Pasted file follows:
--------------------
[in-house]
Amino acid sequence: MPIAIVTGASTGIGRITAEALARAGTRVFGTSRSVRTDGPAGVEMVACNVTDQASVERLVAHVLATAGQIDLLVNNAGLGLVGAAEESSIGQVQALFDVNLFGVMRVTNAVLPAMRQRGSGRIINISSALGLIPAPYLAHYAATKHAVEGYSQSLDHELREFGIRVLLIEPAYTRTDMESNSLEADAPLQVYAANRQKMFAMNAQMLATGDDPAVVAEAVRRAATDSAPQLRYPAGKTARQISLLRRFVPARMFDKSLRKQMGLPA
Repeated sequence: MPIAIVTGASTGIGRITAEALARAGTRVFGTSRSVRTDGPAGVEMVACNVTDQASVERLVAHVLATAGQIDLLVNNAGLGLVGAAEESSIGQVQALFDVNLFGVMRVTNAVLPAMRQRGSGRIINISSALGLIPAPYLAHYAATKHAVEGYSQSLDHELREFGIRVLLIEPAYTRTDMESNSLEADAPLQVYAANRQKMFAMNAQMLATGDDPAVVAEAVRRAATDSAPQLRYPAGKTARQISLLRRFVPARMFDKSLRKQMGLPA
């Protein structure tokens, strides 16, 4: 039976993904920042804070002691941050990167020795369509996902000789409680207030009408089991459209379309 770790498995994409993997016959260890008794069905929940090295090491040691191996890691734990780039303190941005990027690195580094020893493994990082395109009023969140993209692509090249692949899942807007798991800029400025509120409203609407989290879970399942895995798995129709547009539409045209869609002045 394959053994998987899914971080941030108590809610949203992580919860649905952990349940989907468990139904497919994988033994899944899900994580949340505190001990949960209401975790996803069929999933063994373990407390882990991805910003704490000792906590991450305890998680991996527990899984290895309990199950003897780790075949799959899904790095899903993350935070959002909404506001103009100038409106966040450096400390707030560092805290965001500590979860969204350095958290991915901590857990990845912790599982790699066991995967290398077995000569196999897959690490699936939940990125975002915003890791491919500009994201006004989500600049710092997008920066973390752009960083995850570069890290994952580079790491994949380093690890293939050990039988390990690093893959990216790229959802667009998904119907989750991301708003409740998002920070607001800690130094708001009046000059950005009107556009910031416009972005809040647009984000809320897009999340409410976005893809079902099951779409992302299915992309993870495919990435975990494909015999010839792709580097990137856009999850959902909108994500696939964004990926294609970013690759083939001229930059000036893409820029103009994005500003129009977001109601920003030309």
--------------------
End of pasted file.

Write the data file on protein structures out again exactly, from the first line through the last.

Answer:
[in-house]
Amino acid sequence: MPIAIVTGASTGIGRITAEALARAGTRVFGTSRSVRTDGPAGVEMVACNVTDQASVERLVAHVLATAGQIDLLVNNAGLGLVGAAEESSIGQVQALFDVNLFGVMRVTNAVLPAMRQRGSGRIINISSALGLIPAPYLAHYAATKHAVEGYSQSLDHELREFGIRVLLIEPAYTRTDMESNSLEADAPLQVYAANRQKMFAMNAQMLATGDDPAVVAEAVRRAATDSAPQLRYPAGKTARQISLLRRFVPARMFDKSLRKQMGLPA
Repeated sequence: MPIAIVTGASTGIGRITAEALARAGTRVFGTSRSVRTDGPAGVEMVACNVTDQASVERLVAHVLATAGQIDLLVNNAGLGLVGAAEESSIGQVQALFDVNLFGVMRVTNAVLPAMRQRGSGRIINISSALGLIPAPYLAHYAATKHAVEGYSQSLDHELREFGIRVLLIEPAYTRTDMESNSLEADAPLQVYAANRQKMFAMNAQMLATGDDPAVVAEAVRRAATDSAPQLRYPAGKTARQISLLRRFVPARMFDKSLRKQMGLPA
């Protein structure tokens, strides 16, 4: 039976993904920042804070002691941050990167020795369509996902000789409680207030009408089991459209379309 770790498995994409993997016959260890008794069905929940090295090491040691191996890691734990780039303190941005990027690195580094020893493994990082395109009023969140993209692509090249692949899942807007798991800029400025509120409203609407989290879970399942895995798995129709547009539409045209869609002045 394959053994998987899914971080941030108590809610949203992580919860649905952990349940989907468990139904497919994988033994899944899900994580949340505190001990949960209401975790996803069929999933063994373990407390882990991805910003704490000792906590991450305890998680991996527990899984290895309990199950003897780790075949799959899904790095899903993350935070959002909404506001103009100038409106966040450096400390707030560092805290965001500590979860969204350095958290991915901590857990990845912790599982790699066991995967290398077995000569196999897959690490699936939940990125975002915003890791491919500009994201006004989500600049710092997008920066973390752009960083995850570069890290994952580079790491994949380093690890293939050990039988390990690093893959990216790229959802667009998904119907989750991301708003409740998002920070607001800690130094708001009046000059950005009107556009910031416009972005809040647009984000809320897009999340409410976005893809079902099951779409992302299915992309993870495919990435975990494909015999010839792709580097990137856009999850959902909108994500696939964004990926294609970013690759083939001229930059000036893409820029103009994005500003129009977001109601920003030309």